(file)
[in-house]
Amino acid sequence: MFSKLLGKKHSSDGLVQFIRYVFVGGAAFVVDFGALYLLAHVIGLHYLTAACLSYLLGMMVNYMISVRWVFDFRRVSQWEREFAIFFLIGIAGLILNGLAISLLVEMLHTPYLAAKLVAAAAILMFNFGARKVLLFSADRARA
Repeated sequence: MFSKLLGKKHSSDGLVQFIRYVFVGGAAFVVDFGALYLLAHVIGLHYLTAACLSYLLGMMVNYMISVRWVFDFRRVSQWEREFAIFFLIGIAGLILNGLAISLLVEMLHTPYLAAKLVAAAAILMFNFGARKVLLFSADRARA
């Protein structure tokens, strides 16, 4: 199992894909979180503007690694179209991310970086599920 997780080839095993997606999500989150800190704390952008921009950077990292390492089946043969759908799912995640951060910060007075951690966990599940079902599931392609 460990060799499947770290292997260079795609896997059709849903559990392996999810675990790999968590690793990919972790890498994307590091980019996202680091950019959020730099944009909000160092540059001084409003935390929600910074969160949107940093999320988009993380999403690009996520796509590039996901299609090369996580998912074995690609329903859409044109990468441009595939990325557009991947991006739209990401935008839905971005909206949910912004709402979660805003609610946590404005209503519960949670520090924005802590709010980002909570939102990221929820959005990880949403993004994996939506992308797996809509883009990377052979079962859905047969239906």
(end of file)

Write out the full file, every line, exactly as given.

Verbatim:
[in-house]
Amino acid sequence: MFSKLLGKKHSSDGLVQFIRYVFVGGAAFVVDFGALYLLAHVIGLHYLTAACLSYLLGMMVNYMISVRWVFDFRRVSQWEREFAIFFLIGIAGLILNGLAISLLVEMLHTPYLAAKLVAAAAILMFNFGARKVLLFSADRARA
Repeated sequence: MFSKLLGKKHSSDGLVQFIRYVFVGGAAFVVDFGALYLLAHVIGLHYLTAACLSYLLGMMVNYMISVRWVFDFRRVSQWEREFAIFFLIGIAGLILNGLAISLLVEMLHTPYLAAKLVAAAAILMFNFGARKVLLFSADRARA
């Protein structure tokens, strides 16, 4: 199992894909979180503007690694179209991310970086599920 997780080839095993997606999500989150800190704390952008921009950077990292390492089946043969759908799912995640951060910060007075951690966990599940079902599931392609 460990060799499947770290292997260079795609896997059709849903559990392996999810675990790999968590690793990919972790890498994307590091980019996202680091950019959020730099944009909000160092540059001084409003935390929600910074969160949107940093999320988009993380999403690009996520796509590039996901299609090369996580998912074995690609329903859409044109990468441009595939990325557009991947991006739209990401935008839905971005909206949910912004709402979660805003609610946590404005209503519960949670520090924005802590709010980002909570939102990221929820959005990880949403993004994996939506992308797996809509883009990377052979079962859905047969239906």